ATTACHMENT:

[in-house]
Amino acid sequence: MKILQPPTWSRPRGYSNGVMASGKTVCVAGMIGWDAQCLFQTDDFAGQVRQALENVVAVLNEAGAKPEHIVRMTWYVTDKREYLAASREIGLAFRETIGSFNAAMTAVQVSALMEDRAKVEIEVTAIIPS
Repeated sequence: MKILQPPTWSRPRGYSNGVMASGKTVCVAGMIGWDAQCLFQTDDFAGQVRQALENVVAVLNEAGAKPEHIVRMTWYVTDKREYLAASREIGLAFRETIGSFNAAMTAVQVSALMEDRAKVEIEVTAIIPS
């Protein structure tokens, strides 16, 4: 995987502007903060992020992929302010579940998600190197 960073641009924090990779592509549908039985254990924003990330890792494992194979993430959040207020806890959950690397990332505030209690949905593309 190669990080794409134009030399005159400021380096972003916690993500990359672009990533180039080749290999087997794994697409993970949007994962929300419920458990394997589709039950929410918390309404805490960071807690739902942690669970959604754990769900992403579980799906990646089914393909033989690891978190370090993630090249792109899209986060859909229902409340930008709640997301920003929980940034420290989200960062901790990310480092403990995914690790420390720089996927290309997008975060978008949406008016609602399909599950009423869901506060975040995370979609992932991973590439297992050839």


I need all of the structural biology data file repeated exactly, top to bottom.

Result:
[in-house]
Amino acid sequence: MKILQPPTWSRPRGYSNGVMASGKTVCVAGMIGWDAQCLFQTDDFAGQVRQALENVVAVLNEAGAKPEHIVRMTWYVTDKREYLAASREIGLAFRETIGSFNAAMTAVQVSALMEDRAKVEIEVTAIIPS
Repeated sequence: MKILQPPTWSRPRGYSNGVMASGKTVCVAGMIGWDAQCLFQTDDFAGQVRQALENVVAVLNEAGAKPEHIVRMTWYVTDKREYLAASREIGLAFRETIGSFNAAMTAVQVSALMEDRAKVEIEVTAIIPS
């Protein structure tokens, strides 16, 4: 995987502007903060992020992929302010579940998600190197 960073641009924090990779592509549908039985254990924003990330890792494992194979993430959040207020806890959950690397990332505030209690949905593309 190669990080794409134009030399005159400021380096972003916690993500990359672009990533180039080749290999087997794994697409993970949007994962929300419920458990394997589709039950929410918390309404805490960071807690739902942690669970959604754990769900992403579980799906990646089914393909033989690891978190370090993630090249792109899209986060859909229902409340930008709640997301920003929980940034420290989200960062901790990310480092403990995914690790420390720089996927290309997008975060978008949406008016609602399909599950009423869901506060975040995370979609992932991973590439297992050839």